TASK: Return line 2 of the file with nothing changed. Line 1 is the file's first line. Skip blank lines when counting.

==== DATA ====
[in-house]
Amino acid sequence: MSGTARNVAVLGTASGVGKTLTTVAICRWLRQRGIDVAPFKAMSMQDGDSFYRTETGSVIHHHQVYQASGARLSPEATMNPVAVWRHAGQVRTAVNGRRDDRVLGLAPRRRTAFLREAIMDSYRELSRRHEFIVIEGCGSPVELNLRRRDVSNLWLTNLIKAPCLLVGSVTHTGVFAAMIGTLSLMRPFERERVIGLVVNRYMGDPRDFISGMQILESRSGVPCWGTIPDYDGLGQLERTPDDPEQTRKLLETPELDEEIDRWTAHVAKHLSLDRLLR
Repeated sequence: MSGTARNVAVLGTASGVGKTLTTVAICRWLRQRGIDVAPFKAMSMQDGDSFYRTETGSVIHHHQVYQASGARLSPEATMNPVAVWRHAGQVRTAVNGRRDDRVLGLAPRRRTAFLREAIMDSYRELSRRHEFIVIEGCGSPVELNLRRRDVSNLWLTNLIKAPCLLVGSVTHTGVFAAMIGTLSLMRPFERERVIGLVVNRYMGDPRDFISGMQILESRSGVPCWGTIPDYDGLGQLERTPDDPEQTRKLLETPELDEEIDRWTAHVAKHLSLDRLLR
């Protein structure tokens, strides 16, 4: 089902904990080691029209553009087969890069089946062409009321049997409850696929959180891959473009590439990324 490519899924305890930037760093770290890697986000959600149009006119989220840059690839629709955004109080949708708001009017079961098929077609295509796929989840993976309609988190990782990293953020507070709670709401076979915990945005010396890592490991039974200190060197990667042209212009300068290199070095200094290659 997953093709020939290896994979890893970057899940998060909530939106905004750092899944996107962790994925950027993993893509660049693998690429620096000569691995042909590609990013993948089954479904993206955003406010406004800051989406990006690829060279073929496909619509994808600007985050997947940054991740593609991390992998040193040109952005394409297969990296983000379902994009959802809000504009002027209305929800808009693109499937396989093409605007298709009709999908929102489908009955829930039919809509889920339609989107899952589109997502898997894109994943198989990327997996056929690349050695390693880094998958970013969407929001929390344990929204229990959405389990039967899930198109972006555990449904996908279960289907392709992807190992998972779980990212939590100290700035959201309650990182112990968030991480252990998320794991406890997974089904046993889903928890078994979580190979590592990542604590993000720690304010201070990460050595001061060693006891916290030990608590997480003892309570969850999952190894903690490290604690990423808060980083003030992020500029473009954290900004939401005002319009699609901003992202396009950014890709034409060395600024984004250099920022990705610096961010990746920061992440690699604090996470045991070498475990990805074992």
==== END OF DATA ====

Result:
Amino acid sequence: MSGTARNVAVLGTASGVGKTLTTVAICRWLRQRGIDVAPFKAMSMQDGDSFYRTETGSVIHHHQVYQASGARLSPEATMNPVAVWRHAGQVRTAVNGRRDDRVLGLAPRRRTAFLREAIMDSYRELSRRHEFIVIEGCGSPVELNLRRRDVSNLWLTNLIKAPCLLVGSVTHTGVFAAMIGTLSLMRPFERERVIGLVVNRYMGDPRDFISGMQILESRSGVPCWGTIPDYDGLGQLERTPDDPEQTRKLLETPELDEEIDRWTAHVAKHLSLDRLLR